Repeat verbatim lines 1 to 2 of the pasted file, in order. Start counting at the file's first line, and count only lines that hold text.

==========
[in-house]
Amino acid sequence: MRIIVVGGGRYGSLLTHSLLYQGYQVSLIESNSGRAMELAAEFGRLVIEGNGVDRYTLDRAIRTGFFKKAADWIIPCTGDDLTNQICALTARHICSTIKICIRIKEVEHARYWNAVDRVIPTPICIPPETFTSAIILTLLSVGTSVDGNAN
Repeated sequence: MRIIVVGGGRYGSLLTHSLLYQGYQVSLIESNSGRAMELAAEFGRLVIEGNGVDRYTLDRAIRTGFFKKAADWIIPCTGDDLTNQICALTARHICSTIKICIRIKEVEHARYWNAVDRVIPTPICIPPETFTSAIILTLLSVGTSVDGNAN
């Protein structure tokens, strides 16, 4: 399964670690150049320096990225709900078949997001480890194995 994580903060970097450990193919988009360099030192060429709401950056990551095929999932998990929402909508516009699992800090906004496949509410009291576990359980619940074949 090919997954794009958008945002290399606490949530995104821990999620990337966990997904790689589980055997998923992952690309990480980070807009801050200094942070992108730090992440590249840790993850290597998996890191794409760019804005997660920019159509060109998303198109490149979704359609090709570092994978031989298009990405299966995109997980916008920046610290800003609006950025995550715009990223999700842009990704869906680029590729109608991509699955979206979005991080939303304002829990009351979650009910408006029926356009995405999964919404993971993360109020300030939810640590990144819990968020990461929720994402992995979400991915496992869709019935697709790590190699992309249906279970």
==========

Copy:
[in-house]
Amino acid sequence: MRIIVVGGGRYGSLLTHSLLYQGYQVSLIESNSGRAMELAAEFGRLVIEGNGVDRYTLDRAIRTGFFKKAADWIIPCTGDDLTNQICALTARHICSTIKICIRIKEVEHARYWNAVDRVIPTPICIPPETFTSAIILTLLSVGTSVDGNAN